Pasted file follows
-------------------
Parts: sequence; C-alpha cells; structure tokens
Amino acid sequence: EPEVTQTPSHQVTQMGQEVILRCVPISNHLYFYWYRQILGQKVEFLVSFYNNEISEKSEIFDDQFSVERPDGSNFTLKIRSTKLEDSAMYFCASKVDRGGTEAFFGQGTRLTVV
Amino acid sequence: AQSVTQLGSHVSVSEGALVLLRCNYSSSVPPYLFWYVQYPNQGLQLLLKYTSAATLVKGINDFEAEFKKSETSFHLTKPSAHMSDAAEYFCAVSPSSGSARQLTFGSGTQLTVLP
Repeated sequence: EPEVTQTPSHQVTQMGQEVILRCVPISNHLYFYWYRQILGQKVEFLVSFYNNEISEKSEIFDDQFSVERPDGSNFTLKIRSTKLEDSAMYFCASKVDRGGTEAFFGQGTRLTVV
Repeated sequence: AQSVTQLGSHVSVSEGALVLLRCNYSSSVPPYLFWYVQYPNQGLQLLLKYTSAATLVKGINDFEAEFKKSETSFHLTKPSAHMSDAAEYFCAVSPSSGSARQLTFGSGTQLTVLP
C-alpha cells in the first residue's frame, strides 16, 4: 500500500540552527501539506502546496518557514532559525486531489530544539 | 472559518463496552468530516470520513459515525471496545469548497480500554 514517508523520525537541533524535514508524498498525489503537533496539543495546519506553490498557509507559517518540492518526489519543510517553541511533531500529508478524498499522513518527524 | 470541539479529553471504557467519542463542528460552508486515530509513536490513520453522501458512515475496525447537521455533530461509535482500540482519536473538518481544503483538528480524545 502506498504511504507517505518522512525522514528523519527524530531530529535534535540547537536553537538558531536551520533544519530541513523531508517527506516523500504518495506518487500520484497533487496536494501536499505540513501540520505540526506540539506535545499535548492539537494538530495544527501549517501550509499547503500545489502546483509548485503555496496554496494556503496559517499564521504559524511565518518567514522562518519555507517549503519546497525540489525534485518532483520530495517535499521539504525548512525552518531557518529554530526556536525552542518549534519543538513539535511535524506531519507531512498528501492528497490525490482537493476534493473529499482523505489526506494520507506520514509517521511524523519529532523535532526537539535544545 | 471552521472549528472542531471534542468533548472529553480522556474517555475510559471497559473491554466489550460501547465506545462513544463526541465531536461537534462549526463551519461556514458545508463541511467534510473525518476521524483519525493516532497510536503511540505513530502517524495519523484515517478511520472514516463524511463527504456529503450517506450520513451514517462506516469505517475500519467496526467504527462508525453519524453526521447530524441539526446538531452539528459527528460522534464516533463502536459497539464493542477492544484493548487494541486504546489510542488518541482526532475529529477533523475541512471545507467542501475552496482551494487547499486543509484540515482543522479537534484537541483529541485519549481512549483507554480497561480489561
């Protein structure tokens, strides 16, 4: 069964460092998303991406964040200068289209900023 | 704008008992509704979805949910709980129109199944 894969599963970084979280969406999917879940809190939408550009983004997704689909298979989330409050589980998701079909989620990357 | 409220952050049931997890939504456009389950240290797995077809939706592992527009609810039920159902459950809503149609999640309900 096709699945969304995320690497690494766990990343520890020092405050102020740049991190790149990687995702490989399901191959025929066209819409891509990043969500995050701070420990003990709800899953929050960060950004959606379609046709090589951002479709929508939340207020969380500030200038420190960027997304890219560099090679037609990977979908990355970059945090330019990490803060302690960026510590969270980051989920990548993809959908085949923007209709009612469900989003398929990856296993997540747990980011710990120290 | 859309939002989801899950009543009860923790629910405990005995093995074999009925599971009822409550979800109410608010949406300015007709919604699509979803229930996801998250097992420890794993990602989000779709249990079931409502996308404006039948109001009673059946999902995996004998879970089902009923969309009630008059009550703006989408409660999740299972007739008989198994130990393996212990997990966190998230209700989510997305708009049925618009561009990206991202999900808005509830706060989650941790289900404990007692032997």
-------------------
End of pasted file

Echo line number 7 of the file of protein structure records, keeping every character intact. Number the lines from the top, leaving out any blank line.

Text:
């Protein structure tokens, strides 16, 4: 069964460092998303991406964040200068289209900023 | 704008008992509704979805949910709980129109199944 894969599963970084979280969406999917879940809190939408550009983004997704689909298979989330409050589980998701079909989620990357 | 409220952050049931997890939504456009389950240290797995077809939706592992527009609810039920159902459950809503149609999640309900 096709699945969304995320690497690494766990990343520890020092405050102020740049991190790149990687995702490989399901191959025929066209819409891509990043969500995050701070420990003990709800899953929050960060950004959606379609046709090589951002479709929508939340207020969380500030200038420190960027997304890219560099090679037609990977979908990355970059945090330019990490803060302690960026510590969270980051989920990548993809959908085949923007209709009612469900989003398929990856296993997540747990980011710990120290 | 859309939002989801899950009543009860923790629910405990005995093995074999009925599971009822409550979800109410608010949406300015007709919604699509979803229930996801998250097992420890794993990602989000779709249990079931409502996308404006039948109001009673059946999902995996004998879970089902009923969309009630008059009550703006989408409660999740299972007739008989198994130990393996212990997990966190998230209700989510997305708009049925618009561009990206991202999900808005509830706060989650941790289900404990007692032997």